Every year, thousands of birds are electrocuted when they collide with power lines. Leo Suazo, special agent for the U.S. Fish and Wildlife Service (FWS) in Colorado, says bird electrocutions have been documented in all 50 states, but they may be worst in the West, where there are fewer trees for birds to perch on. Wildlife biologist Rick Harness of Colorado-based EDM International, an electric utility consultant, explains, "We have lots of golden eagles out West, and they tend to be a plains and prairie animal. But if you put power lines out in those areas they will perch on them."
On Kodiak Island, Alaska, bald eagles flock to fish waste outside factories and perch on the poles of utility cooperatives such as the Kodiak Electric Association. When dry, their feathers do not conduct electricity, but their wrists and wing bones do. If they contact two wires or simultaneously touch a wire and something grounded, like a transformer, they usually die and frequently cause power outages. Prompted by the Eagle Protection Act, the Migratory Bird Treaty Act and the Endangered Species Act, the cooperatives have become proactive in accommodating avifauna by, among other things, increasing the distance between wires so that two contacts can’t be made, insulating wires and covering exposed connectors. Kodiak Electric Operations Manager Lanny Van Meter says, "It’s a losing battle to fight these measures."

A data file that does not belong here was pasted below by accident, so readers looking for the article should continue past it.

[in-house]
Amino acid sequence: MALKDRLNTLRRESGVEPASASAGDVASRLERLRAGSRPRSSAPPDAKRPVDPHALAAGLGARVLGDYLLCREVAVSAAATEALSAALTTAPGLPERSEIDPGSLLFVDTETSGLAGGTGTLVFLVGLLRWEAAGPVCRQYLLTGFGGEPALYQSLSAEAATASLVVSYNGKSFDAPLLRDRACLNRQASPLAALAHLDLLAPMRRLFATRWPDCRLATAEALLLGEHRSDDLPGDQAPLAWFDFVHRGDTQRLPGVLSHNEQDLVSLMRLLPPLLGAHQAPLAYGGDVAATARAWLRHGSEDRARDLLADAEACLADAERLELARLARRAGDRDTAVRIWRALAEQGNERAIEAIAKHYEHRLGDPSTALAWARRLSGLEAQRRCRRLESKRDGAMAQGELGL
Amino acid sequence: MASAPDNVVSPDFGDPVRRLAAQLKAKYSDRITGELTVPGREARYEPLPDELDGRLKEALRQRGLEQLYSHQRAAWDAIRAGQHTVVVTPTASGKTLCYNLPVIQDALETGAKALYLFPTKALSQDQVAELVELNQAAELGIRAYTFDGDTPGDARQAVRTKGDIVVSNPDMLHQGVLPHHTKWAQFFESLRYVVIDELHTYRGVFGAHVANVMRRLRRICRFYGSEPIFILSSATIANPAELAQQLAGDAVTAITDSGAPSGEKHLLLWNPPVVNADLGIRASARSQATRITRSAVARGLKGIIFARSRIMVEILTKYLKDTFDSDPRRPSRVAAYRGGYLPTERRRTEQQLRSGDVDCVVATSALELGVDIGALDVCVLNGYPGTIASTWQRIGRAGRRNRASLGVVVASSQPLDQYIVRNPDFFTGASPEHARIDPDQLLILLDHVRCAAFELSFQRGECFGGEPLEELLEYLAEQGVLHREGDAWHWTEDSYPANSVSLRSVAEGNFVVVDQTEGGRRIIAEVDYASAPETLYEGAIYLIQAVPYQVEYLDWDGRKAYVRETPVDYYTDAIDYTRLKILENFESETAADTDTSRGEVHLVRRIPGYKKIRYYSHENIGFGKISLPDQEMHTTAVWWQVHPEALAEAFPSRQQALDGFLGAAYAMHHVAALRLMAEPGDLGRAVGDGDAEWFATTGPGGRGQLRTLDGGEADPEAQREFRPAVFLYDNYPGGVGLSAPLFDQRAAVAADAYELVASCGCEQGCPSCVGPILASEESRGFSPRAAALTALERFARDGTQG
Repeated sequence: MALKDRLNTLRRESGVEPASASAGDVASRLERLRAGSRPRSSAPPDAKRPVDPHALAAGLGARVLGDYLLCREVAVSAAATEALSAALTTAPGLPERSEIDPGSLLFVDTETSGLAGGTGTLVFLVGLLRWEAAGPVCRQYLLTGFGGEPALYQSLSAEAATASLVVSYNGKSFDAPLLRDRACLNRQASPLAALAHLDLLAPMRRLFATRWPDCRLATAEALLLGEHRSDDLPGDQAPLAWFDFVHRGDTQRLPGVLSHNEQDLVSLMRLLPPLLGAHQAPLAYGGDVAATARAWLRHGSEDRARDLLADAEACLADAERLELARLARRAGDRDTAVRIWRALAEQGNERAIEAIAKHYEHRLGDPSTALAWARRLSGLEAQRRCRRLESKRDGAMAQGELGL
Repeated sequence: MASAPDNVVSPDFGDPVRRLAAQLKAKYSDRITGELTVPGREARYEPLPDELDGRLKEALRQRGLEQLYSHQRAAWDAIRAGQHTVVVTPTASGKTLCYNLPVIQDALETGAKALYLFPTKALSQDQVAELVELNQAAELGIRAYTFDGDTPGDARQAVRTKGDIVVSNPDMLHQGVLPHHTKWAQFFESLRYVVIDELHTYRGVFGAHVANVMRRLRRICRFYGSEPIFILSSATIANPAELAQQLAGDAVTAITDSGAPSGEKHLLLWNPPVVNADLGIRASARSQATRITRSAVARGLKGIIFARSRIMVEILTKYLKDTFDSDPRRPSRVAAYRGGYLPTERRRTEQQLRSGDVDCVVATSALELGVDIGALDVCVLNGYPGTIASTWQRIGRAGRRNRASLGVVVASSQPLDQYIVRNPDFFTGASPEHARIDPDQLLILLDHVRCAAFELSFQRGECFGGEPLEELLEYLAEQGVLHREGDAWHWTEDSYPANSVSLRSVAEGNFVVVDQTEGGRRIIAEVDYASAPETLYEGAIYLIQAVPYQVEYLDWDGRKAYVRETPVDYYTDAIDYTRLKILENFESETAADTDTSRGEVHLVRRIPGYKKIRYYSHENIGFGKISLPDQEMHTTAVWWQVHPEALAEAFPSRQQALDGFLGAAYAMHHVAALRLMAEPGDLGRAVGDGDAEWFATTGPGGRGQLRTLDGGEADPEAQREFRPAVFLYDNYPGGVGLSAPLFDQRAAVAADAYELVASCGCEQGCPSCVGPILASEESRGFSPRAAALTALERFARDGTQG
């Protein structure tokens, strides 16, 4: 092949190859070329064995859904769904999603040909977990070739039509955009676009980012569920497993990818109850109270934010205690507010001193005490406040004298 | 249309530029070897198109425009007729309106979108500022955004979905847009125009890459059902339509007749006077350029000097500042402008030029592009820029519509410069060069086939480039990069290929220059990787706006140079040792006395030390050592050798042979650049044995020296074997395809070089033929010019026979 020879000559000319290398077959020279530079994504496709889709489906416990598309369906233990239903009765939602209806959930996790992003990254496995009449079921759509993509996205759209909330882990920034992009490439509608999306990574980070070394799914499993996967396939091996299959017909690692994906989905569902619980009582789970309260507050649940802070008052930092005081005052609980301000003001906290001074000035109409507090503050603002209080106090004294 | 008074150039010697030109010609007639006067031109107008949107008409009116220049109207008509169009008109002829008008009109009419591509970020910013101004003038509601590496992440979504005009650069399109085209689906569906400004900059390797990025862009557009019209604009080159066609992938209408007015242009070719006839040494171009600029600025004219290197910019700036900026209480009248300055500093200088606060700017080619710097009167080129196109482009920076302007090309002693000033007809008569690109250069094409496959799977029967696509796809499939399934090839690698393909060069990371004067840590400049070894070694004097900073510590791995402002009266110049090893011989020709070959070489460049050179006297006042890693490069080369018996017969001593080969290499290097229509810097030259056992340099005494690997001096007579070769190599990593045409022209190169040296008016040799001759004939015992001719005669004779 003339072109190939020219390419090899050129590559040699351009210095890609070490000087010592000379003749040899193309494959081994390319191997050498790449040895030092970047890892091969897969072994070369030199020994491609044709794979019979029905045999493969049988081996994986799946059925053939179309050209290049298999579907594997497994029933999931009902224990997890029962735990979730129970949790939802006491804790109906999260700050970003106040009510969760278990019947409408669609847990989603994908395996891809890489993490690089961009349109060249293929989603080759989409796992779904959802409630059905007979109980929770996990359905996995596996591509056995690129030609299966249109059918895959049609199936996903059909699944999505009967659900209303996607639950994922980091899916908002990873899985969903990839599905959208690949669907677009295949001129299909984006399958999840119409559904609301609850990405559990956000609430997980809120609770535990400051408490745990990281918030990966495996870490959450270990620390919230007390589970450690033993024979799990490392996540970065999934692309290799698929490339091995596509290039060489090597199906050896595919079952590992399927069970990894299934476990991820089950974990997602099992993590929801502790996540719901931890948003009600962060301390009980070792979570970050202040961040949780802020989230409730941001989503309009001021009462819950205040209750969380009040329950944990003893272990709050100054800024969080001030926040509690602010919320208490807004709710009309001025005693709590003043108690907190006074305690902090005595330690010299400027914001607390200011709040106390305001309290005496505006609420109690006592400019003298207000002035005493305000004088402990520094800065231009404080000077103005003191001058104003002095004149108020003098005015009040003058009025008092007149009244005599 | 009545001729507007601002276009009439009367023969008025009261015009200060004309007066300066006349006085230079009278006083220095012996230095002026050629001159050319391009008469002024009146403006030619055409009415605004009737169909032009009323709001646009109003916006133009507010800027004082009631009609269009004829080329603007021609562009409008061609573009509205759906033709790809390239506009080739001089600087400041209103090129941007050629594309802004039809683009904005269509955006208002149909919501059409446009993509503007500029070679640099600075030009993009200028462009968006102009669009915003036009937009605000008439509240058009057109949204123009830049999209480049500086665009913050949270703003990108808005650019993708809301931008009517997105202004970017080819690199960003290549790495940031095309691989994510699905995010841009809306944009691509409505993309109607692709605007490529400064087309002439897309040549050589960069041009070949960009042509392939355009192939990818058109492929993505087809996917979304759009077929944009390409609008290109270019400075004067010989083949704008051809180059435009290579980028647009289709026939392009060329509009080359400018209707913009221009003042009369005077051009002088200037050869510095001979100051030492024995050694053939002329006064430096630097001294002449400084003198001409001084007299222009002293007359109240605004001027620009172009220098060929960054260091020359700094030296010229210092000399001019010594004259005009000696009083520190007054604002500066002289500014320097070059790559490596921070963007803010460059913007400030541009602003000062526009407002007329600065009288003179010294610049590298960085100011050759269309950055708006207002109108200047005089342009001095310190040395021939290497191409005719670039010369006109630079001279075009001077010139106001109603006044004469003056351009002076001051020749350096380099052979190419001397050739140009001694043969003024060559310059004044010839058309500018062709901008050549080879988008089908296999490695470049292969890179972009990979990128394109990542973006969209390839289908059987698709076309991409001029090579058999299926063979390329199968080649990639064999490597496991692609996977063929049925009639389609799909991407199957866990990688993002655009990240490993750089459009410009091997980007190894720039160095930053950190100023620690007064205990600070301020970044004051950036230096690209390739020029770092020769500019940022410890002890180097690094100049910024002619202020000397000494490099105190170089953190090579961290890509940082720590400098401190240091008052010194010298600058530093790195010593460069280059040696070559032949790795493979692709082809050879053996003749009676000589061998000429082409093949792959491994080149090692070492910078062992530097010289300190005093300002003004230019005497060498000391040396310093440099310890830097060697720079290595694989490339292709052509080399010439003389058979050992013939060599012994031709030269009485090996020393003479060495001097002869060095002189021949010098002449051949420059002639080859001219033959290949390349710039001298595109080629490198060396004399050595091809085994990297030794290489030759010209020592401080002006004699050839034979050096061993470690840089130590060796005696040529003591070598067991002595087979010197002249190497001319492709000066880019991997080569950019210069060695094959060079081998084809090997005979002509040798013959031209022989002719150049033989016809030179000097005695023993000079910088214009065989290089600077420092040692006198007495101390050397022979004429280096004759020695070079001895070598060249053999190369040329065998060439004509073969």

In a landmark case, the Colorado utility cooperative Moonlake Electric Association was charged in U.S. District Court in 1999 for violating two federal acts, fined $100,000, and forced to retrofit its wiring. Suazo, who was the FWS special agent to investigate the case, says, "Moonlake is a shot heard around the nation."
Each time a concerned citizen or state wildlife agent reports an electrocuted bird, the FWS sends special agents to investigate. At the end of 2001, new agents were hired with specialized training in bird electrocutions. Suazo says, "It’s not going away. We’re always going to be responding to those calls." The nonprofit group HawkWatch International is training volunteers to identify electrocution "hot spots," locate electrocuted or perching birds, and recommend retrofitting of problem poles.
Both the FWS and EDM International sponsor workshops on bird-friendly strategies for utility companies. The first suggested-practices manual on the subject was published by the Rural Electrification Administration in March 1972.